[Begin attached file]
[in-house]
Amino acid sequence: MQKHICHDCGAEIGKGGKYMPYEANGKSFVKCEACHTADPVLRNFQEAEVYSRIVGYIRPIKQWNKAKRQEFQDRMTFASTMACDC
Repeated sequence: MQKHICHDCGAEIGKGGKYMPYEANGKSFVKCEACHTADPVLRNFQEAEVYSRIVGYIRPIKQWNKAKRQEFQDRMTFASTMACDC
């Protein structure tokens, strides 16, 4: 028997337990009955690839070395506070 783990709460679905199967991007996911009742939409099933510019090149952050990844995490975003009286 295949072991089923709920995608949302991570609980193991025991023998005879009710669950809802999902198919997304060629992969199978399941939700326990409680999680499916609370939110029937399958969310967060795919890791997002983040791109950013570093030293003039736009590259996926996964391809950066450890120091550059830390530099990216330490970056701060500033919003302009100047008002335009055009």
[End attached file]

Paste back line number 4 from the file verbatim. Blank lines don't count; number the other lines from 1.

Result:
């Protein structure tokens, strides 16, 4: 028997337990009955690839070395506070 783990709460679905199967991007996911009742939409099933510019090149952050990844995490975003009286 295949072991089923709920995608949302991570609980193991025991023998005879009710669950809802999902198919997304060629992969199978399941939700326990409680999680499916609370939110029937399958969310967060795919890791997002983040791109950013570093030293003039736009590259996926996964391809950066450890120091550059830390530099990216330490970056701060500033919003302009100047008002335009055009």